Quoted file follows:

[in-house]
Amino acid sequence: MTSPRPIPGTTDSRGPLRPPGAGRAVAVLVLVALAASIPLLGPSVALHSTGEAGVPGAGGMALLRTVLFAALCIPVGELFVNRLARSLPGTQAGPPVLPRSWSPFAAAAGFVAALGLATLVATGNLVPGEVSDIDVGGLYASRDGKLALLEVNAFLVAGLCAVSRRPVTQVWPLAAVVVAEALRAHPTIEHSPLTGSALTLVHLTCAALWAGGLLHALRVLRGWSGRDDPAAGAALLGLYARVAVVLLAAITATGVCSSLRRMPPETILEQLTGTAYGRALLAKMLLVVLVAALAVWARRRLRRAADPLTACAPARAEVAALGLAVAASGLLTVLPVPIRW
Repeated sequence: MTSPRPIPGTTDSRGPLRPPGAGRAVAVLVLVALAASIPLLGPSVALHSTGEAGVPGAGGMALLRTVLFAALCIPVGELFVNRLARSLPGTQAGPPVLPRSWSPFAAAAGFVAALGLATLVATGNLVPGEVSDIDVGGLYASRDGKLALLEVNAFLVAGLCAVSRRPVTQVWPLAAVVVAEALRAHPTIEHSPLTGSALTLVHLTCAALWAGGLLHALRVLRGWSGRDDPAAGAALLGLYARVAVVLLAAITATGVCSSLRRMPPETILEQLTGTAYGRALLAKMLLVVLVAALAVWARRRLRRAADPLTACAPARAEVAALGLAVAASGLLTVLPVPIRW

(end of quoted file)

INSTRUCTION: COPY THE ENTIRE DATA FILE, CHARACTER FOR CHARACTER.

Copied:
[in-house]
Amino acid sequence: MTSPRPIPGTTDSRGPLRPPGAGRAVAVLVLVALAASIPLLGPSVALHSTGEAGVPGAGGMALLRTVLFAALCIPVGELFVNRLARSLPGTQAGPPVLPRSWSPFAAAAGFVAALGLATLVATGNLVPGEVSDIDVGGLYASRDGKLALLEVNAFLVAGLCAVSRRPVTQVWPLAAVVVAEALRAHPTIEHSPLTGSALTLVHLTCAALWAGGLLHALRVLRGWSGRDDPAAGAALLGLYARVAVVLLAAITATGVCSSLRRMPPETILEQLTGTAYGRALLAKMLLVVLVAALAVWARRRLRRAADPLTACAPARAEVAALGLAVAASGLLTVLPVPIRW
Repeated sequence: MTSPRPIPGTTDSRGPLRPPGAGRAVAVLVLVALAASIPLLGPSVALHSTGEAGVPGAGGMALLRTVLFAALCIPVGELFVNRLARSLPGTQAGPPVLPRSWSPFAAAAGFVAALGLATLVATGNLVPGEVSDIDVGGLYASRDGKLALLEVNAFLVAGLCAVSRRPVTQVWPLAAVVVAEALRAHPTIEHSPLTGSALTLVHLTCAALWAGGLLHALRVLRGWSGRDDPAAGAALLGLYARVAVVLLAAITATGVCSSLRRMPPETILEQLTGTAYGRALLAKMLLVVLVAALAVWARRRLRRAADPLTACAPARAEVAALGLAVAASGLLTVLPVPIRW